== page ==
Mathematical writing is not easily accessible to the layperson. A Brief History of Time, Stephen Hawking's 1988 bestseller, contained a single mathematical equation. This was the author's compromise with the publisher's advice, that each equation would halve the sales.The reasons for the inaccessibility even of carefully-expressed mathematics can be partially explained. Contemporary mathematicians strive to be as clear as possible in the things they say and especially in the things they write (this they have in common with lawyers). They refer to rigor. To accomplish rigor, mathematicians have extended natural language. There is precisely-defined vocabulary for referring to mathematical objects, and stating certain common relations. There is an accompanying mathematical notation, which like musical notation has a definite content, and also has a strict grammar (under the influence of computer science, more often now called syntax). Some of the terms used in mathematics are also common outside mathematics, such as ring, group and category; but are not such that one can infer the meanings. Some are specific to mathematics, such as homotopy and Hilbert space. It was said that Henri Poincaré was only elected to the Académie Française so that he could tell them how to define automorphe in their dictionary. Rigoris fundamentally a matter of mathematical proof. Mathematicians want their theorems to follow mechanically from axioms by means of formal axiomatic reasoning. This is to avoid mistaken 'theorems', based on fallible intuitions; of which plenty of examples have occurred in the history of the subject (for example, in mathematical analysis).Axioms in traditional thought were 'self-evident truths', but that conception turns out not to be workable in pushing the mathematical boundaries. At a formal level, an axiom is just a string of symbols, which has an intrinsic meaning only in the context of all derivable formulas of an axiomatic system. It was the goal of Hilbert's program to put all of mathematics on a firm axiomatic basis, but according to Gödel's incompleteness theorem every (strong enough) axiom system has un decidable formulas; and so a final axiomatization of mathematics is unavailable. Nonetheless mathematics is often imagined to be (as far as its formal content) nothing but set theory in some axiomatization, in the sense that every mathematical statement or proof could be cast into formulas within set theory.Is mathematics a science?Carl Friedrich Gauss referred to mathematics as the Queen of the Sciences. The mathematician-physicist Leon M. Lederman has quipped: "The physicists defer only to mathematicians, and the mathematicians defer only to God (though you may be hard pressed to find a mathematician that modest)."If one considers science to be strictly about the physical world, then mathematics, or at least pure mathematics, is not a science. An alternative view is that certain scientific fields (such as theoretical physics) are mathematics with axioms that are intended to correspond to reality. In fact, the theoretical physicist, J. M. Ziman, proposed that science is public knowledge and thus includes mathematics.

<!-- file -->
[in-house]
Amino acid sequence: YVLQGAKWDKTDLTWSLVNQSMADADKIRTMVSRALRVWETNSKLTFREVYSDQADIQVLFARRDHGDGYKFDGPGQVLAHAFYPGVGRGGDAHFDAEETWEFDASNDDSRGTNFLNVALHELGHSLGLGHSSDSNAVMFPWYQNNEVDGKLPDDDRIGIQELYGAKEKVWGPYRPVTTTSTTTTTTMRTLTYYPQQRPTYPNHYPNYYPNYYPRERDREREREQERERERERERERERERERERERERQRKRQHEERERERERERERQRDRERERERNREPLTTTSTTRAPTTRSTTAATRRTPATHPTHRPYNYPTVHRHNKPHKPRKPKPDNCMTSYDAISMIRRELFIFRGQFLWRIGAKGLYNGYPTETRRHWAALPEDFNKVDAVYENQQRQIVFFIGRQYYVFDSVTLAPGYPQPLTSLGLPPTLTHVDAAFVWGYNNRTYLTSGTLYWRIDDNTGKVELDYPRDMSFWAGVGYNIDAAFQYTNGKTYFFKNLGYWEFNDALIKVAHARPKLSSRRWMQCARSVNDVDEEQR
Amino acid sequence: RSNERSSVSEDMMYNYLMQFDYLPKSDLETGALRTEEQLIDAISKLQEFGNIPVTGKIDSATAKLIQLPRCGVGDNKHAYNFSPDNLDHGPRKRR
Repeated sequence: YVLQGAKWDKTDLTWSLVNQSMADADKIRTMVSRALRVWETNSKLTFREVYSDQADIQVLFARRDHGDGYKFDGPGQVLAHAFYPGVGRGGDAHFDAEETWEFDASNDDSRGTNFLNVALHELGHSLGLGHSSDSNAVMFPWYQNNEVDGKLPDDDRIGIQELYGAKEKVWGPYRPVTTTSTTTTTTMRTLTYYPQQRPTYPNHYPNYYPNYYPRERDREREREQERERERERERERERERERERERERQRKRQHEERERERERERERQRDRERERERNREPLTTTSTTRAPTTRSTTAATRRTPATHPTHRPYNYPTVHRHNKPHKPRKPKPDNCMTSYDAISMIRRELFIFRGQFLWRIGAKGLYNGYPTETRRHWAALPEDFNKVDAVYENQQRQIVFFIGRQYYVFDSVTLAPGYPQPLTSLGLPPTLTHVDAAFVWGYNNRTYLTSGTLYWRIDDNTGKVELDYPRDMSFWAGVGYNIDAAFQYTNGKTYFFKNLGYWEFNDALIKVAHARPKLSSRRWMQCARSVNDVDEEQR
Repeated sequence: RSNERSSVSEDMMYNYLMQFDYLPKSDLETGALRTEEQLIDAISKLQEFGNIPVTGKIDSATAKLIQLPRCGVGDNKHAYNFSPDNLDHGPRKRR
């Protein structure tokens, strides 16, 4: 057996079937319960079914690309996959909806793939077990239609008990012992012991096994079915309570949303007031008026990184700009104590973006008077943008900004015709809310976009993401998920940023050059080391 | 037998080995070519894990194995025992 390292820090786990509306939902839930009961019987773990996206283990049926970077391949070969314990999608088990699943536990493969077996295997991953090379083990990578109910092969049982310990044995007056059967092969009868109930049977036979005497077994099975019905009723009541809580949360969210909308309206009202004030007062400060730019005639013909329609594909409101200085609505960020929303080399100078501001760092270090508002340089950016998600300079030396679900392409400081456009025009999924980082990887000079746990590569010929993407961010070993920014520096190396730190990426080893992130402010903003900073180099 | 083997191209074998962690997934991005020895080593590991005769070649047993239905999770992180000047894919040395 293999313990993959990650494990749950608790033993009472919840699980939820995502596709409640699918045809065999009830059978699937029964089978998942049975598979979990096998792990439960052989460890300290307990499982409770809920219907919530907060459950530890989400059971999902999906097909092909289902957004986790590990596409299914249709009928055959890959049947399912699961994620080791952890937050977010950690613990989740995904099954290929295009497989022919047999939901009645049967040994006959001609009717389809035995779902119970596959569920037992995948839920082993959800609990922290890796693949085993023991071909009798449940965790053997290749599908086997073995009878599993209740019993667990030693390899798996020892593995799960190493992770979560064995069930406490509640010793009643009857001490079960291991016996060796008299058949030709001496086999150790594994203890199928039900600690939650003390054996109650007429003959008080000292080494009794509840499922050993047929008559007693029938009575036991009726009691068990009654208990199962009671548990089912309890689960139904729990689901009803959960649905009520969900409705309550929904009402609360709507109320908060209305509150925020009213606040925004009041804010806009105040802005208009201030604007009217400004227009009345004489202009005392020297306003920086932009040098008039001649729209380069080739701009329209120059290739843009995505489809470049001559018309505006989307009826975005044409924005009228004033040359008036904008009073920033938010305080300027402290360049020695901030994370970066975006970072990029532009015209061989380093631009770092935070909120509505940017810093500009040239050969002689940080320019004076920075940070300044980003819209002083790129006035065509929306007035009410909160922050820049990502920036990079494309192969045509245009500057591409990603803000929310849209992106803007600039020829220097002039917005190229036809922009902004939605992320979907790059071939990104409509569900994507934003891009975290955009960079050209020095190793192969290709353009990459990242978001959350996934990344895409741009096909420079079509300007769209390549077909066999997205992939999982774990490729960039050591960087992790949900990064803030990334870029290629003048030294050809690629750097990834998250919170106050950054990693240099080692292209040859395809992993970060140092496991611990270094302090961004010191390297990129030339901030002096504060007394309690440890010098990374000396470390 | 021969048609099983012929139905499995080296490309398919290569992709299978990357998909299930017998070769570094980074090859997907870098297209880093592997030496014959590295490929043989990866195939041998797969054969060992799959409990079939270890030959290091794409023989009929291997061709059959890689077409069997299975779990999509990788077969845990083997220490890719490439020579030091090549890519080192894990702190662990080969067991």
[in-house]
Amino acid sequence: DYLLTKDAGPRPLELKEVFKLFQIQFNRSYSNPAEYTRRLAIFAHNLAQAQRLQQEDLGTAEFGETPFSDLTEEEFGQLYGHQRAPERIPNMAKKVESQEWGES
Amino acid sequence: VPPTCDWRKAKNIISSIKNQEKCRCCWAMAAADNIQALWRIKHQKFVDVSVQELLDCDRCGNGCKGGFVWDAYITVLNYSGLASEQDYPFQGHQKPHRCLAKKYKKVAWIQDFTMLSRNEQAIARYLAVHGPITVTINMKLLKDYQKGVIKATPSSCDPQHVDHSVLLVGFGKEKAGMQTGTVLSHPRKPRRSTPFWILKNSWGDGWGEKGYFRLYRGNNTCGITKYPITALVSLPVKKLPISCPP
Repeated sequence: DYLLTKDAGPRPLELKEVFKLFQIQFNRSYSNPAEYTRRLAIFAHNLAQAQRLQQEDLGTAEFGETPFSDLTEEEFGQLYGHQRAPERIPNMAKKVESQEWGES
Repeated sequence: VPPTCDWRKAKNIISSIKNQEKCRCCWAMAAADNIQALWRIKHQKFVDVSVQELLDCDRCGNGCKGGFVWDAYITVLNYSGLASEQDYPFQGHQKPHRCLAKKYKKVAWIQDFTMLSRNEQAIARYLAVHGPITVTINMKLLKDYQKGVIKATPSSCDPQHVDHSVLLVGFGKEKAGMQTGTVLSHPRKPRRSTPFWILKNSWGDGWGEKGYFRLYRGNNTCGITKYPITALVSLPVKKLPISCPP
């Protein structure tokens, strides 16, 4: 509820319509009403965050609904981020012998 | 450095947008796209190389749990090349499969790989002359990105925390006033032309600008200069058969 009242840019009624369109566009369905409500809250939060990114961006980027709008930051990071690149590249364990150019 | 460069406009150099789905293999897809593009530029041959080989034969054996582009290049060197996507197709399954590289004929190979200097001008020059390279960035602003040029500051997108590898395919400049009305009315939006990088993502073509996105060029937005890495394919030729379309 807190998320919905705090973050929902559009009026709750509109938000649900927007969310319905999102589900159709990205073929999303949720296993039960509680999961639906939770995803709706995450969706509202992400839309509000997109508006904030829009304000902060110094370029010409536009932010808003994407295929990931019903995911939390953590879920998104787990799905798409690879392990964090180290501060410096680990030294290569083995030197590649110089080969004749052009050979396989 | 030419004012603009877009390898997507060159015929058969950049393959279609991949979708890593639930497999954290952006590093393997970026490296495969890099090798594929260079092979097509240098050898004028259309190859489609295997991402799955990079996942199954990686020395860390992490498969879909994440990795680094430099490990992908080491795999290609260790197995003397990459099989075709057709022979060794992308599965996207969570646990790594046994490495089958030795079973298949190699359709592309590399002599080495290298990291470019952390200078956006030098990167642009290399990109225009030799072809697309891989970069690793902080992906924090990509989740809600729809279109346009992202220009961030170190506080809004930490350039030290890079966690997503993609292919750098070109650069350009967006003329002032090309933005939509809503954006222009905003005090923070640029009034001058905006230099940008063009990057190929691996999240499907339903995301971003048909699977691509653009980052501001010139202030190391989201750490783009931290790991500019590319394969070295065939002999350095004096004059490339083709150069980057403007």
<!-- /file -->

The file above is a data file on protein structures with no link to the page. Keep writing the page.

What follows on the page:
In any case, mathematics shares much in common with many fields in the physical sciences, notably the exploration of the logical consequences of assumptions. Intuition and experimentation also play a role in the formulation of conjectures in both mathematics and the (other) sciences. Overviewof fields of mathematics As noted above, the major disciplines within mathematics first arose out of the need to do calculations in commerce, to understand the relationships between numbers, to measure land, and to predict astronomical events. These four needs can be roughly related to the broad subdivision of mathematics into the study of quantity, structure, space, and change (i.e. arithmetic, algebra, geometry and analysis). In addition to these main concerns, there are also subdivisions dedicated to exploring links from the heart of mathematics to other fields: to logic, to set theory (foundations) and to the empirical mathematics of the various sciences (applied mathematics).The study of quantity starts with numbers, first the familiar natural numbers and integers and their arithmetical operations, which are characterized in arithmetic. The deeper properties of whole numbers are studied in number theory.The study of structure began with investigations of Pythagorean triples. Neolithic monuments on the British Isles are constructed using Pythagorean triples. Eventually, this led to the invention of more abstract numbers, such as the square root of two. The deeper structural properties of numbers are studied in abstract algebra and the investigation of groups, rings, fields and other abstract number systems. Included is the important concept of vectors, generalized to vector spaces and studied in linear algebra. The study of vectors combines three of the fundamental areas of mathematics, quantity, structure, and space.The study of space originates with geometry, beginning with Euclidean geometry. Trigonometry combines space and number. The modern study of space generalizes these ideas to include higher-dimensional geometry, non-Euclidean geometries (which play a central role in general relativity) and topology. Quantity and space both play a role in analytic geometry, differential geometry, and algebraic geometry. Within differential geometry are the concepts of fiber bundles, calculus on manifolds. Within algebraic geometry is the description of geometric objects as solution sets of polynomialequations, combining the concepts of quantity and space, and also the study of topological groups, which combine structure and space. Lie groups are used to study space, structure, and change. Topology in all its many ramifications may be the greatest growth area in 20th century mathematics. Understanding and describing change is a common theme in the natural sciences, and calculus was developed as a most useful tool. The central concept used to describe a changing quantity is that of a function. Many problems lead quite naturally to relations between a quantity and its rate of change, and the methods of differential equations. The numbers used to represent continuous quantities are the real numbers, and the detailed study of their properties and the properties of real-valued functions is known as real analysis. These have been generalized, with the inclusion of the square root of negative one, to the complex numbers, which are studied in complex analysis. Functional analysis focuses attention on (typically infinite-dimensional) spaces of functions. One of many applications of functional analysis is quantum mechanics. Many phenomena in nature can be described by dynamical systems; chaos theory makes precise the ways in which many of these systems exhibit unpredictable yet still deterministic behavior. Beyond quantity, structure, space, and change are areas of pure mathematics that can be approached only by deductive reasoning. In order to clarify the foundations of mathematics, the fields of mathematical logic and set theory were developed. Mathematical logic, which divides into recursion theory, model theory, and proof theory, is now closely linked to computer science.